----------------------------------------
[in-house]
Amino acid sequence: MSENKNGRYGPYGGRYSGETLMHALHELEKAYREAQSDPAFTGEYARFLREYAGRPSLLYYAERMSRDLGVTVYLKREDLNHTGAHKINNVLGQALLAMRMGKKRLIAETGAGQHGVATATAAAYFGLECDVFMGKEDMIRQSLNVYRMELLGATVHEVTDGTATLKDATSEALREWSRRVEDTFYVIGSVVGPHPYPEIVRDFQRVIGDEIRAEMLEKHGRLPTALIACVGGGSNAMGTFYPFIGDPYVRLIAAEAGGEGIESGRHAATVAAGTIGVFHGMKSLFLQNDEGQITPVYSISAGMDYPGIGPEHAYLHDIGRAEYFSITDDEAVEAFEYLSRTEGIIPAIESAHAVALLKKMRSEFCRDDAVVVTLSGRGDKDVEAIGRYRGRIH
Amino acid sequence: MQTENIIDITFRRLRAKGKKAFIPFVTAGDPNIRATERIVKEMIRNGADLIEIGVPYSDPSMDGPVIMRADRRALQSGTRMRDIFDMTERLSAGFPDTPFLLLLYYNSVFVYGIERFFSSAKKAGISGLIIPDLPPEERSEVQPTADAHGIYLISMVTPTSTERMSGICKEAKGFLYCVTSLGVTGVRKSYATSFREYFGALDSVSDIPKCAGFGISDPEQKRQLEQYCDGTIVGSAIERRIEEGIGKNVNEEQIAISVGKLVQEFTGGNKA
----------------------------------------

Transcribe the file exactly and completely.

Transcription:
[in-house]
Amino acid sequence: MSENKNGRYGPYGGRYSGETLMHALHELEKAYREAQSDPAFTGEYARFLREYAGRPSLLYYAERMSRDLGVTVYLKREDLNHTGAHKINNVLGQALLAMRMGKKRLIAETGAGQHGVATATAAAYFGLECDVFMGKEDMIRQSLNVYRMELLGATVHEVTDGTATLKDATSEALREWSRRVEDTFYVIGSVVGPHPYPEIVRDFQRVIGDEIRAEMLEKHGRLPTALIACVGGGSNAMGTFYPFIGDPYVRLIAAEAGGEGIESGRHAATVAAGTIGVFHGMKSLFLQNDEGQITPVYSISAGMDYPGIGPEHAYLHDIGRAEYFSITDDEAVEAFEYLSRTEGIIPAIESAHAVALLKKMRSEFCRDDAVVVTLSGRGDKDVEAIGRYRGRIH
Amino acid sequence: MQTENIIDITFRRLRAKGKKAFIPFVTAGDPNIRATERIVKEMIRNGADLIEIGVPYSDPSMDGPVIMRADRRALQSGTRMRDIFDMTERLSAGFPDTPFLLLLYYNSVFVYGIERFFSSAKKAGISGLIIPDLPPEERSEVQPTADAHGIYLISMVTPTSTERMSGICKEAKGFLYCVTSLGVTGVRKSYATSFREYFGALDSVSDIPKCAGFGISDPEQKRQLEQYCDGTIVGSAIERRIEEGIGKNVNEEQIAISVGKLVQEFTGGNKA